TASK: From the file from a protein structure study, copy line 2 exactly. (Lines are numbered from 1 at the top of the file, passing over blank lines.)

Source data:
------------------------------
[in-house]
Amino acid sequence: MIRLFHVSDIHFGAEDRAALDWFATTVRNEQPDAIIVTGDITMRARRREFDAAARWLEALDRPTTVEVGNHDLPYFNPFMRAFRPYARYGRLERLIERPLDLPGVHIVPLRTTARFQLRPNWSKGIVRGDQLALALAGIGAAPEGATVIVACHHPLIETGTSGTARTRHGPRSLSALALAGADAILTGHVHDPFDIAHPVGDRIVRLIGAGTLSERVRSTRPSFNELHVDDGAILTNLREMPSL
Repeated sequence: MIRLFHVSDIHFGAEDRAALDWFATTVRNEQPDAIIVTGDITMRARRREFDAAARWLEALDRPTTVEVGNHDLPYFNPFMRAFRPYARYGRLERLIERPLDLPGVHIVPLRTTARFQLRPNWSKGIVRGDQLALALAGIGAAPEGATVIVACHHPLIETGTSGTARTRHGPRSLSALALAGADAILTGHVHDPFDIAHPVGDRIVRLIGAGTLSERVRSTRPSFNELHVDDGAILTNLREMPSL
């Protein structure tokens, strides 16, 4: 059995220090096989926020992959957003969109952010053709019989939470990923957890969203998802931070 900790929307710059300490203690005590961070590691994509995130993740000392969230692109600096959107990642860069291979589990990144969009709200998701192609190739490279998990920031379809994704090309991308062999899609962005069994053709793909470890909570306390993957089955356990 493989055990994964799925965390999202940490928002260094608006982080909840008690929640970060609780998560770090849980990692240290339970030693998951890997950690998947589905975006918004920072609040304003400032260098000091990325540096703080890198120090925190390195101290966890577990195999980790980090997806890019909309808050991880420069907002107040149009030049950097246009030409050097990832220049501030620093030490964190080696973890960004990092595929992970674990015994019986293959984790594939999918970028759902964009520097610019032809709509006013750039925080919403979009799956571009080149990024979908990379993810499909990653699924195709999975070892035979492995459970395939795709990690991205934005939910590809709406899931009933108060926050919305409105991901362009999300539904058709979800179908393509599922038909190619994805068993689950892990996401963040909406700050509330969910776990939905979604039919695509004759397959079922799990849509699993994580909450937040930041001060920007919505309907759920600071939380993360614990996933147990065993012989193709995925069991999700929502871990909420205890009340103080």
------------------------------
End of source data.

Amino acid sequence: MIRLFHVSDIHFGAEDRAALDWFATTVRNEQPDAIIVTGDITMRARRREFDAAARWLEALDRPTTVEVGNHDLPYFNPFMRAFRPYARYGRLERLIERPLDLPGVHIVPLRTTARFQLRPNWSKGIVRGDQLALALAGIGAAPEGATVIVACHHPLIETGTSGTARTRHGPRSLSALALAGADAILTGHVHDPFDIAHPVGDRIVRLIGAGTLSERVRSTRPSFNELHVDDGAILTNLREMPSL